To apply for this position:

Please submit your CV and cover letter to Jonathan Leer at jleer1@jhmi.edu.

Disclosures:

Johns Hopkins University is an equal opportunity/affirmative action employer committed to recruiting, supporting, and fostering a diverse community of outstanding faculty, staff, and students. All applicants who share this goal are encouraged to apply.

Johns Hopkins University is committed to recruiting, supporting, and fostering a diverse community of outstanding faculty, staff, and students. As such, Johns Hopkins does not discriminate on the basis of sex, gender, marital status, pregnancy, race, color, ethnicity, national origin, age, disability, religion, sexual orientation, gender identity or expression, veteran status, or other legally protected characteristic in any student program or activity administered by the university or with regard to admission or employment.

 

Dr. David L. Roth Announces Plans to Step Down As Director of COAH

Dr. David L. Roth has announced plans to step down as the Director of the Center on Aging and Health (COAH) in the months ahead, and he will continue to work with the Division of Geriatric Medicine and Gerontology and his COAH colleagues as a valued member of our faculty as a researcher, mentor, and leader in applied gerontology. This was a personal decision of Dr. Roth’s as he strives to discover a new kind of work/life balance.  He will remain involved in research with Johns Hopkins colleagues and help to bring in new leadership for COAH, while also creating more space for his family and favorite hobbies and activities that renew him.

Dr. Roth became the Director of COAH in January of 2012 and has served in this position for over 10 years.  His colleagues in the Center are grateful for his decade of steadfast leadership and commitment to the Center’s mission: to discover new and more effective ways to promote the health and well-being of older adults, and to help them continue to make valuable contributions to our communities. Empowering innovative colleagues, collaborating with interdisciplinary research teams, and mentoring students and trainees are all hallmarks of his leadership style. One of Dr. Roth’s favorite quotes on leadership is from the ancient Chinese philosopher and writer, Lao-Tsu:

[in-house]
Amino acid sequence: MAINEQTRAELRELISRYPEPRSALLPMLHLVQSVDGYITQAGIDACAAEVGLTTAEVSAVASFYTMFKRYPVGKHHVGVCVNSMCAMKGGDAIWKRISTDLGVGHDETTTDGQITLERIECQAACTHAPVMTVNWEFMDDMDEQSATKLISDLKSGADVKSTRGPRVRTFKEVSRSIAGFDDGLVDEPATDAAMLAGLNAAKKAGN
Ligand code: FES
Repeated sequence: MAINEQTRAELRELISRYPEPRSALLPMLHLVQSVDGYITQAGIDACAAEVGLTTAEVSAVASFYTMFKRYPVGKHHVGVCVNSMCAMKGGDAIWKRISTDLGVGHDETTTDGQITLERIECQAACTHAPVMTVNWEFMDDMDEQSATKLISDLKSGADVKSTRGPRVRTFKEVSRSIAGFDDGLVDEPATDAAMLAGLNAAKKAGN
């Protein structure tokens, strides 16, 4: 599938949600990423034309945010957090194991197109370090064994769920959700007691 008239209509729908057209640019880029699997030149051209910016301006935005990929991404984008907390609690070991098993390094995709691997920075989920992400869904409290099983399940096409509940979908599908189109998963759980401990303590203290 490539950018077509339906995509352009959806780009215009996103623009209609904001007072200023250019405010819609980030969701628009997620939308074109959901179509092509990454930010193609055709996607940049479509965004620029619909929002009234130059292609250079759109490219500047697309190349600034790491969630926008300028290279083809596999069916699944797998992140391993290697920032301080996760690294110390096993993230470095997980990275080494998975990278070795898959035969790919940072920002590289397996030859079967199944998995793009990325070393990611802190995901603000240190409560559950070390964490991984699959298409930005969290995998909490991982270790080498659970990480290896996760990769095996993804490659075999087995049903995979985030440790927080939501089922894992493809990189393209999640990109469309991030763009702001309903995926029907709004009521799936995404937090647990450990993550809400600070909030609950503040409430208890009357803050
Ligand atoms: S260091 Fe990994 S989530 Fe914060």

“To lead people, walk beside them…  As for the best leaders, people do not notice their existence.  The next best, people honor and praise.  The next, people fear; and the next, people hate….  When the best leader’s work is done, people say, ‘We did it ourselves!’”

Dr. Roth created a climate in which members from Johns Hopkins University’s schools of Medicine, Public Health, and Nursing collaborate with partners around the world on shared goals in population health and applied gerontology in the areas of research, training, clinical care, and public service.

The search for the Center’s new Director will be led by Dr. Nancy Schoenborn of the School of Medicine and Dr. Karen Bandeen-Roche of the School of Public Health.  Dr. Roth will remain as the Center Director until a new Director is found to ensure a smooth and seamless transition. Want to nominate someone for the job?  Are you considering it for yourself?  The application priority deadline is June 1st; see the job description and application process here.